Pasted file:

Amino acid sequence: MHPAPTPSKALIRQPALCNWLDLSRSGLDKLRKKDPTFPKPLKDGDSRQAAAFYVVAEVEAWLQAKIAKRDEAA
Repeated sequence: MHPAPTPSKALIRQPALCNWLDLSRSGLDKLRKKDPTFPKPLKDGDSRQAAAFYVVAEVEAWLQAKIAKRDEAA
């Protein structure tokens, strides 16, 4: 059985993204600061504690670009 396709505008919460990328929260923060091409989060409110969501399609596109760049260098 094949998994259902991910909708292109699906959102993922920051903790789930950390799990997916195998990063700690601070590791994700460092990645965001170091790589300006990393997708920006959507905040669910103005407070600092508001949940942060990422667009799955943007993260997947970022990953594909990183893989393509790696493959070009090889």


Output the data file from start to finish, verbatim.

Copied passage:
Amino acid sequence: MHPAPTPSKALIRQPALCNWLDLSRSGLDKLRKKDPTFPKPLKDGDSRQAAAFYVVAEVEAWLQAKIAKRDEAA
Repeated sequence: MHPAPTPSKALIRQPALCNWLDLSRSGLDKLRKKDPTFPKPLKDGDSRQAAAFYVVAEVEAWLQAKIAKRDEAA
């Protein structure tokens, strides 16, 4: 059985993204600061504690670009 396709505008919460990328929260923060091409989060409110969501399609596109760049260098 094949998994259902991910909708292109699906959102993922920051903790789930950390799990997916195998990063700690601070590791994700460092990645965001170091790589300006990393997708920006959507905040669910103005407070600092508001949940942060990422667009799955943007993260997947970022990953594909990183893989393509790696493959070009090889």